Wednesday, October 28, 2015

Breast Cancer Awareness Month

Hi All, It's Merri here! It's October and October is Breast Cancer Awareness Month! Last weekend I ran in the Save a Sister Breast Cancer Awareness 5k in St George, Utah. This event benefits the Utah Affiliate of Susan G. Komen for the Cure. All donations go toward breast cancer programs and research! 


It's a fun tradition my sisters and I started doing back in 2008. Some years there are more of us than others, but we all have a good time no matter our numbers! And how can you not love the fact that you are running for an amazing cause? We've also started to get our daughters involved! I wanted to share a few statistics and an info graphic that might just save a life!  

Breast cancer facts

1 in 8 women worldwide will be diagnosed with breast cancer in her lifetime.

Each year, nearly 227,000 women nationwide will be diagnosed with invasive breast cancer, and 40,000 will die from the disease.

Local needsThis year an estimated 1200 Utah women will be diagnosed with breast cancer, and 250 will die from the disease.

Utah ranks close to last for screening mammography rates in the nation.

According to our recent community needs assessment, the primary reason for this is lack of insurance and/or ability to pay for these services.

How are Komen funds used?75% of net revenue funds local programs for breast health education, screening, and treatment.

Including the $633K recently funded to this year's grantees, Komen Salt Lake City has funded $4.76 million to Utah nonprofits for breast health programming (see details below).

With funds from last year's Race for the Cure, our grantees coordinated and provided assistance to over 900 uninsured and low-income women to receive mammograms through the state's free screening program.

Nearly dollar for dollar, the funds we contribute to research are used right here in the state of Utah.

Komen recently awarded three major research grants totaling $2 million to Utah's Huntsman Cancer Institute.

Info graphic provided by Bankers Healthcare Group! This graphic is great and our hope is to bring awareness to early detection of breast cancer.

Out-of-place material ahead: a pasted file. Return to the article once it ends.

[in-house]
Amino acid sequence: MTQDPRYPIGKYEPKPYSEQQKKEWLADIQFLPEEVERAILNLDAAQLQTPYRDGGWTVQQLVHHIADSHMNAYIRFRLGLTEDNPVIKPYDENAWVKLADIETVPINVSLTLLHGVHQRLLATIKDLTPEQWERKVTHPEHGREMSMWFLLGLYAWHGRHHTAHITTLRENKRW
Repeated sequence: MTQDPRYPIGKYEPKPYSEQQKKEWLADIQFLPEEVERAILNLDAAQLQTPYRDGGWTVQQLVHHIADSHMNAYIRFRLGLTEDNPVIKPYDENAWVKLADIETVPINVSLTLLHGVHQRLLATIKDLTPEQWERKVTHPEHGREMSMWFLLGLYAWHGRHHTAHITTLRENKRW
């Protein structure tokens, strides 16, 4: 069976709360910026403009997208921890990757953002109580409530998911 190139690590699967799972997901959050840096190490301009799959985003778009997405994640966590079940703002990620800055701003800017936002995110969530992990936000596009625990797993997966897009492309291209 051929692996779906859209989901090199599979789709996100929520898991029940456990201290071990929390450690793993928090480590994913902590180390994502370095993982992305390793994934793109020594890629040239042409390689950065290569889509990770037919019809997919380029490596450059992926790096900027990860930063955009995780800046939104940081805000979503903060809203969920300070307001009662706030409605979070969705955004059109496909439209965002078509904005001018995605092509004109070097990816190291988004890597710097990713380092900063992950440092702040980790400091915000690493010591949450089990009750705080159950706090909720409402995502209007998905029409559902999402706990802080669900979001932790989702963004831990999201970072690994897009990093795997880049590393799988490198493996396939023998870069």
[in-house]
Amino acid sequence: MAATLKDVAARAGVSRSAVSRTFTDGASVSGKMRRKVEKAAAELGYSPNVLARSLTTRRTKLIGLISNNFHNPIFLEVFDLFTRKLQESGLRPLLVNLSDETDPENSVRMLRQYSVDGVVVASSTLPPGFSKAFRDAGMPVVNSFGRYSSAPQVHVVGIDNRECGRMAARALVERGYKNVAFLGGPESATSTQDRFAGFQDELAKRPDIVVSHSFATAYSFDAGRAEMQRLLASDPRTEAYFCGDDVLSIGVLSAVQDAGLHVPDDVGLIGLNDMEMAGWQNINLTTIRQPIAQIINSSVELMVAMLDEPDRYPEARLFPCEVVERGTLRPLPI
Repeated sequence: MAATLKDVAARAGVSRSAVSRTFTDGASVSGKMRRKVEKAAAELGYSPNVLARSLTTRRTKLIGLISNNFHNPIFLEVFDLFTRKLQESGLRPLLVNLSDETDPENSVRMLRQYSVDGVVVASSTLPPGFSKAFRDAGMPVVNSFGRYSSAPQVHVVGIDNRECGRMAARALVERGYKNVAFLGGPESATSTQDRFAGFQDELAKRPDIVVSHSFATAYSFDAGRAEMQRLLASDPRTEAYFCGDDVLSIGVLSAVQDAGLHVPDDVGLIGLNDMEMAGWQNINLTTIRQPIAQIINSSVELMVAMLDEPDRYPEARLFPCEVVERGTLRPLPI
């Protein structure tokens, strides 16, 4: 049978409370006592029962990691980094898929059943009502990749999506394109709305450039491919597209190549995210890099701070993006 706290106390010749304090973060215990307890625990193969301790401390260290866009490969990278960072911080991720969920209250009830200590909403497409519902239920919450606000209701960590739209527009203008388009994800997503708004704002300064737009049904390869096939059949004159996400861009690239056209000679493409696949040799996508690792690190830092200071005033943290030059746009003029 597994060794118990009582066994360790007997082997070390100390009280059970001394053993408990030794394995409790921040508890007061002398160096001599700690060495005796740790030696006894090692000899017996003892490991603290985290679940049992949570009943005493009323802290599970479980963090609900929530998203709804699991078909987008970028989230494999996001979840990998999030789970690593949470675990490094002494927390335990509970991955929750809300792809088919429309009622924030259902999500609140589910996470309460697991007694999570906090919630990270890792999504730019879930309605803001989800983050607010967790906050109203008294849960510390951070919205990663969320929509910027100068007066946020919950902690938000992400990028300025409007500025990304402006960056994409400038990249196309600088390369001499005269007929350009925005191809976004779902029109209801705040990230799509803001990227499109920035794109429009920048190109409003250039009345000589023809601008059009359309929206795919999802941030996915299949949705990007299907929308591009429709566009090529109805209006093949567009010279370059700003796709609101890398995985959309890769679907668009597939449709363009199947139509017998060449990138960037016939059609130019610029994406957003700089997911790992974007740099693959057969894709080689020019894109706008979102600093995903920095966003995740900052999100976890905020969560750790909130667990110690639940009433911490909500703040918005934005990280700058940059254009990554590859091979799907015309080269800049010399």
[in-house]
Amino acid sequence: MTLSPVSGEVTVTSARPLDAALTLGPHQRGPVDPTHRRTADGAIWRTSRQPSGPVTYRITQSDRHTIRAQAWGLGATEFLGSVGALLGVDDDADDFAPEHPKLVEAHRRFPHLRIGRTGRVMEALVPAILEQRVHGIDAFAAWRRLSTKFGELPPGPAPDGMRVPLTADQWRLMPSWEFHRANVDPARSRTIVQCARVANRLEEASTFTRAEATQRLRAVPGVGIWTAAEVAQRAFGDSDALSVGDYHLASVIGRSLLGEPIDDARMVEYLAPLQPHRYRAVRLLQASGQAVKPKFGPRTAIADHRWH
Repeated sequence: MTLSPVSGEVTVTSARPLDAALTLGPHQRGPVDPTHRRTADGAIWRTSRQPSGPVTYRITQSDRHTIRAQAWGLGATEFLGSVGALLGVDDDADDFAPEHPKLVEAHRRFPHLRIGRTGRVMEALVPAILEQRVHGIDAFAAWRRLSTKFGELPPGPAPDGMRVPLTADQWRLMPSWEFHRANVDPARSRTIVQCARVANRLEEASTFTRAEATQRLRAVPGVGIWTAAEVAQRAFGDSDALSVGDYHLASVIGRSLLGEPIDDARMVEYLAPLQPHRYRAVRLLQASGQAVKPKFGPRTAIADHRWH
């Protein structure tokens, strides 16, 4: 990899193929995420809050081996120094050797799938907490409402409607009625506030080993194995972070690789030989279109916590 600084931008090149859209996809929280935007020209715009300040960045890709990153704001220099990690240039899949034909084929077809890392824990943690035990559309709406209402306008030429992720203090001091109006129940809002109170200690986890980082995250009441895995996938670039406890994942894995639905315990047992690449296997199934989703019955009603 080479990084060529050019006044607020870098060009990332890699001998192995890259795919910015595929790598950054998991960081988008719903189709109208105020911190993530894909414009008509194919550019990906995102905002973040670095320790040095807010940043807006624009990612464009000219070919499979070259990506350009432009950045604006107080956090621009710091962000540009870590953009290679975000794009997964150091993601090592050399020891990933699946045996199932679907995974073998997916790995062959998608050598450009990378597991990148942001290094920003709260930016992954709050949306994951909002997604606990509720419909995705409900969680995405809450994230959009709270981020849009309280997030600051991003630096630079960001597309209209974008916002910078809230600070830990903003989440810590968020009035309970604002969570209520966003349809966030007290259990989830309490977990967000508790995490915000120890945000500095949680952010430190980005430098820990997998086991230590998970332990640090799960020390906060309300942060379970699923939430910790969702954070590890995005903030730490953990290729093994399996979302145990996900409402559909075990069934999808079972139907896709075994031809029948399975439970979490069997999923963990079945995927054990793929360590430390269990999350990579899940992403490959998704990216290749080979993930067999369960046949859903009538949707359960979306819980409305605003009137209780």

For more information please visit
and

~Merri

Sunday, October 25, 2015

Don't Hate Yourself into Being Fit/Thin/Skinny or Anything!


This post has been floating around in my head for sometime.

In sharing this I am afraid that a few may think that I have confidence issues or insecurities but I am pretty sure that these thoughts occur in almost every human female that I know and that I am in good company.

First of all lets be clear, I've had 5 kids. Also most people don't know this but I gain weight easily so it is a constant battle. No big deal, I just have to watch it and if I ever let my guard down then I pay for it for a while. So in simple terms I have gone through the weight-loss or get-back-in-shape process several times.

It took me a while to realize that part of my process to getting back in shape involved me hating myself into getting in shape or losing weight.

It was a process that went something like this:
  • Looking at myself in the mirror and saying "Yuck, this has got to change."
  • Then examining imperfections more closely and feeling angry at myself.
  • Then using this experience as a way to drive the change and keep me motivated.
I used this process as one of my inner tools and motivators to make the change that I desired. It seemed to work but did not help a bigger underlying issue of self love. For example, the truth is that if you are unhappy with yourself "heavy" you will also be unhappy with yourself "thin". If you are unhappy with yourself out-of-shape you will also be unhappy with yourself in-shape. 

I'm not sure when it happened but I realized this process was beneath me. That I was meant for greater things. Some where, some how I learned my worth and in learning that worth I also learned that hating myself into being something or a certain way was a "tool of change" that I needed to take out of my motivator tool box. 

I have seen other people use this tool. I have also even seen women who go further and unknowingly trick their husbands into telling them that they are "fat" or "need to lose weight" and then feeling betrayed. Then they use that experience as a motivator to lose weight. It is the "Does this dress make me look fat?" scenario. Not only does this hurt them but it may hurt their relationship and cause trust issues in the future on both ends. 

It took me a few years to first realize that I was doing this and second to change my thinking. It wasn't easy and I still slip now and then but for the most part I have focused on loving myself into reaching my goals. 

Now my process is much different.

It is more like this:

  • Looking at myself in the mirror
  • Seeing the things I love the most
  • Understanding the things that I cannot change
  • Laughing at how the world thinks it can brainwash me into trying to conform to its narrow and fleeting standard of beauty
  • Deciding what I can do to try a little harder to be a little better
  • Accepting that my body is one of my oldest, dearest friends and will be with me until the end.
  • Decide what can I do to make "her" life (my oldest friend) the best it can be- the most emotionally rich, active, healthy, and exciting.
  • Very simply, I do my best and forget about the rest.








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